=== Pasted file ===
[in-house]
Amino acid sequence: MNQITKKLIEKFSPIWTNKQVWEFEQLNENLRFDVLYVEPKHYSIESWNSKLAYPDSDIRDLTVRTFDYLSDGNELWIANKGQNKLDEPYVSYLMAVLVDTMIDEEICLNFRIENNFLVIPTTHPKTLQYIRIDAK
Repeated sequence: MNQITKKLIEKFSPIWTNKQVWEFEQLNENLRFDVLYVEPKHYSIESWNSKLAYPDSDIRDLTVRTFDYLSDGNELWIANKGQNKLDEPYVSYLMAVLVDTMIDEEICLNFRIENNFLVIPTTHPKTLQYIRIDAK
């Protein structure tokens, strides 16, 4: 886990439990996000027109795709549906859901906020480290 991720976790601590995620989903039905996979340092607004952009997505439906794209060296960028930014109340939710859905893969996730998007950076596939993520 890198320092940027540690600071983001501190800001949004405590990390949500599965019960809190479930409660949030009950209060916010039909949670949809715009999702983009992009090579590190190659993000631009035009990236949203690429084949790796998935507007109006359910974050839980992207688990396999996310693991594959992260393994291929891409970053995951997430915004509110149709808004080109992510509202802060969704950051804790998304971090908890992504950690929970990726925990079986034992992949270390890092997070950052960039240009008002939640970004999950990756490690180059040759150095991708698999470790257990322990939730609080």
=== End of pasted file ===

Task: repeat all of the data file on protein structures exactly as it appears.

[in-house]
Amino acid sequence: MNQITKKLIEKFSPIWTNKQVWEFEQLNENLRFDVLYVEPKHYSIESWNSKLAYPDSDIRDLTVRTFDYLSDGNELWIANKGQNKLDEPYVSYLMAVLVDTMIDEEICLNFRIENNFLVIPTTHPKTLQYIRIDAK
Repeated sequence: MNQITKKLIEKFSPIWTNKQVWEFEQLNENLRFDVLYVEPKHYSIESWNSKLAYPDSDIRDLTVRTFDYLSDGNELWIANKGQNKLDEPYVSYLMAVLVDTMIDEEICLNFRIENNFLVIPTTHPKTLQYIRIDAK
């Protein structure tokens, strides 16, 4: 886990439990996000027109795709549906859901906020480290 991720976790601590995620989903039905996979340092607004952009997505439906794209060296960028930014109340939710859905893969996730998007950076596939993520 890198320092940027540690600071983001501190800001949004405590990390949500599965019960809190479930409660949030009950209060916010039909949670949809715009999702983009992009090579590190190659993000631009035009990236949203690429084949790796998935507007109006359910974050839980992207688990396999996310693991594959992260393994291929891409970053995951997430915004509110149709808004080109992510509202802060969704950051804790998304971090908890992504950690929970990726925990079986034992992949270390890092997070950052960039240009008002939640970004999950990756490690180059040759150095991708698999470790257990322990939730609080």